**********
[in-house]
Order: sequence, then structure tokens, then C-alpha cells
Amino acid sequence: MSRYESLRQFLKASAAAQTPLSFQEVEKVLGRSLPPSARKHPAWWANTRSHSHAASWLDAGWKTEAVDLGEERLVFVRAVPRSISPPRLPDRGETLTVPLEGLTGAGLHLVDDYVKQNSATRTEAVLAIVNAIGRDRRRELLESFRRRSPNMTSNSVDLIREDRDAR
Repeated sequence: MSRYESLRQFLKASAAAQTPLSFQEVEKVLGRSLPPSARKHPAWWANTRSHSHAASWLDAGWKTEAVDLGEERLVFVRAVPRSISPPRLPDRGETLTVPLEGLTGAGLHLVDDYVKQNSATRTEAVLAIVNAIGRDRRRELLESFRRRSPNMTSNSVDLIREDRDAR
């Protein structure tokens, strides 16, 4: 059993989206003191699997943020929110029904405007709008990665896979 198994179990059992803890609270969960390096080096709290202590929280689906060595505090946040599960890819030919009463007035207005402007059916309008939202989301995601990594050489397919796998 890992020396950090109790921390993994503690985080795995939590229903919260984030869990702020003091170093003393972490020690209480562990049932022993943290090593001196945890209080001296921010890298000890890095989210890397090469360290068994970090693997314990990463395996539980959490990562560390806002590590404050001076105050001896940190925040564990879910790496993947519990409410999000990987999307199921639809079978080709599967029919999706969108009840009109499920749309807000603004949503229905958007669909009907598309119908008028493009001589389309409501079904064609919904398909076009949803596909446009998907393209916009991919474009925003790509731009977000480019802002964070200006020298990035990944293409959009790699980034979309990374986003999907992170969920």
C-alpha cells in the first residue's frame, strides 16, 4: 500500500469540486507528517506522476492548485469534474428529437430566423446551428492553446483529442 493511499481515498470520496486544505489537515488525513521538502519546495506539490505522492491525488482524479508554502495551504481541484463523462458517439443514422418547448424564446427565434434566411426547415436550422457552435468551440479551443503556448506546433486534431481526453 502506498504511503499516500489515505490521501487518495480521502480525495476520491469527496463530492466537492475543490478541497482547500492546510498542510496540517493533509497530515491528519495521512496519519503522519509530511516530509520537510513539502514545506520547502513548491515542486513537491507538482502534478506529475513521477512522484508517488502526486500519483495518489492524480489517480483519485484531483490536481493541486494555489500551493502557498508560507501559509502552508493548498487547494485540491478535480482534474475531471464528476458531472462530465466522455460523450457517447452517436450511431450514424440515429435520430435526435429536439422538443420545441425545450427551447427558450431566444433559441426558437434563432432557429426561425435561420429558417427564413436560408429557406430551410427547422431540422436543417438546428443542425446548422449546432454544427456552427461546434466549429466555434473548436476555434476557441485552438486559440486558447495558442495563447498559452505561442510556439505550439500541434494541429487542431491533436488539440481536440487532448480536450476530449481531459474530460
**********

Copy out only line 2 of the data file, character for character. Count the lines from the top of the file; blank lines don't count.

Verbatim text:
Order: sequence, then structure tokens, then C-alpha cells